Area's Only 24-Hour Pet Hospital Shutters After Lost Lawsuit
In a big blow to the animal and pet community in Santa Barbara-as well as to the nearly 60 employees out of a job just days before the holidays-the California Animal Referral and Emergency Hospital, better known as CARE, closed Wednesday.
The hospital was the only one of its kind in the entire county, providing 24-hour emergency services to animals up and down the Central Coast. The Pet Emergency Clinic and the Ventura Medical and Surgical Group-both in Ventura-are now the closest two hospitals to Santa Barbara, putting pet owners in a pickle should their animal face an emergency situation.
The hospital, open since 2003, stopped accepting emergency appointments Tuesday morning, and honored surgical and internal medicine appointments through Wednesday. The two owners, Drs. Deanna Purvis and Trisha Lane, say they were forced to close after losing a lawsuit filed against them and CARE by cofounder Dr. Eric Wright.
Purvis said as a result of the suit, CARE is filing bankruptcy as a corporation, and she and Lane will also be filing personal bankruptcy. The two plan to pick up their lives and move out of Santa Barbara, Purvis said. They didn’t tell employees about the lawsuit and didn’t mention until Friday they were on a deadline to come up with money to keep the hospital alive. “They deserved to know at that point that they could be losing their jobs,” explained Purvis, who said she told employees Monday they would be out of jobs come Wednesday.
Purvis blamed the pending bankruptcy of CARE, and its closing Wednesday, largely on the lawsuit from Wright. “The judgment amount was so large, there’s no way our company could pay,” she said, also citing the downturn in the economy. She also noted the couple had looked for potential buyers and investors, but nothing came to fruition. “We just got hit too many times.” Despite that, Purvis said, she didn’t want to slam her former business partner, “I chose him,” she said.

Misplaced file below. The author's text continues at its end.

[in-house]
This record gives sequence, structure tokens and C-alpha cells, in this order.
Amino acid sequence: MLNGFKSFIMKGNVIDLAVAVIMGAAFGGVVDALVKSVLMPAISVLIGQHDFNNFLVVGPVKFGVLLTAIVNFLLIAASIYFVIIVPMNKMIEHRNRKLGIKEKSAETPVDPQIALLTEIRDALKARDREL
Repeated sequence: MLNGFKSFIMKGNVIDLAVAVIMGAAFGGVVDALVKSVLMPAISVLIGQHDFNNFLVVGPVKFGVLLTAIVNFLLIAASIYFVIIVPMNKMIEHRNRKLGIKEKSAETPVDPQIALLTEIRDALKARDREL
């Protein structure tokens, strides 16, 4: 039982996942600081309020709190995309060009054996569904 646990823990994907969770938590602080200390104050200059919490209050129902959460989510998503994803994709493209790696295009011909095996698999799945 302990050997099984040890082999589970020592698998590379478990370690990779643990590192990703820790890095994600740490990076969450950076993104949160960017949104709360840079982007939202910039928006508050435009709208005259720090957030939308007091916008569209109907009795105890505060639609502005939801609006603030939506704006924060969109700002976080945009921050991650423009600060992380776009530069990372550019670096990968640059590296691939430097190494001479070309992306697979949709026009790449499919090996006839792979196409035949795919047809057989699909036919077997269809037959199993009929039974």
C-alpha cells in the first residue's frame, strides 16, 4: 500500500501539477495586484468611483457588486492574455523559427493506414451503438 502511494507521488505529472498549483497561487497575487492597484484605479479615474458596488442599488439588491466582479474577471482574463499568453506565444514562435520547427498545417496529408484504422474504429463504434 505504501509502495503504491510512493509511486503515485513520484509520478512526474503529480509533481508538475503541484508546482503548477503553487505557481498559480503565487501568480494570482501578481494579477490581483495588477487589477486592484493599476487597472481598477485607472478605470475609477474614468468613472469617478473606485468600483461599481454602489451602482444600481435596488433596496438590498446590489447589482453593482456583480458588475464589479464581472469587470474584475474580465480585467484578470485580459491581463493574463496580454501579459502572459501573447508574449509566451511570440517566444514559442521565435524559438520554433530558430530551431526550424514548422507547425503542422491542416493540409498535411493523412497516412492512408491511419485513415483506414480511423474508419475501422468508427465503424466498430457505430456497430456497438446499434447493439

Wright-awarded $1.08 million in the May judgment, rendered after arbitration by former Judge James Slater-was singing a different tune than Purvis, however. He claims that to date he has only received $10,000 of the judgment award from his former partners, and has yet to receive full payment for his initial capital investment. He blamed the closure on mismanagement of CARE by Purvis and Lane since he left 20 months ago.
It was in 2002 that Purvis, then an out-of-town vet, got together with Wright to start CARE. After a short time, Purvis convinced Wright to allow Lane to become a one-third shareholder. Wright agreed, and each contributed $30,000 in capital to the cause, with Wright also putting in the $186,000 value of his former company. Wright said in his lawsuit that he was initially against the idea but ultimately agreed, after Purvis and Lane-who were romantically involved-convinced him the relationship wouldn’t affect their actions. He alleges it did, as he would lose two-to-one on all issues, especially those detrimentally affecting him.
As part of a shareholders’ agreement, Wright was to become board certified by the American College of Veterinary Surgery by April 1, 2008. If not, the agreement allowed for an extension of time, or the shareholders could vote to fire him, buy his shares at half price, and terminate his interest. When it became apparent that he would be unable to be board certified by the deadline, he alerted Purvis and Lane in November 2007, asking for an extension of time. Instead, they notified him that his time would be done by April 2008.
According to an appraisal of the company, CARE was worth $4 million in 2006, and based on projections, Wright estimated the company would be worth $4.5 million in 2008, with his share being one-third of that. Buying Wright’s shares at half price meant Lane and Purvis would essentially be making $750,000, he argued. “This is a case where two majority shareholders are taking advantage of a situation that they helped create,” wrote Wright’s attorney in the lawsuit.
While attorneys for Lane and Purvis said Wright had buyer’s remorse and was “evidently unhappy that he did not make a better financial deal,” the arbitrator laid a smackdown on Purvis and Lane in his decision, siding with Wright, and explaining that the original agreement wasn’t meant to be applied in the situation of someone being fired. “The evidence is clear that, although these sections could be applied to any type of termination, it was contemplated by the parties that these provisions were meant to target voluntary terminations,” Slater wrote.
While the lawsuit floated under the community’s radar, the announcement of CARE’s closing did not, as pet owners were shocked and disappointed by the news, which left many wondering what this means for emergency pet care in Santa Barbara.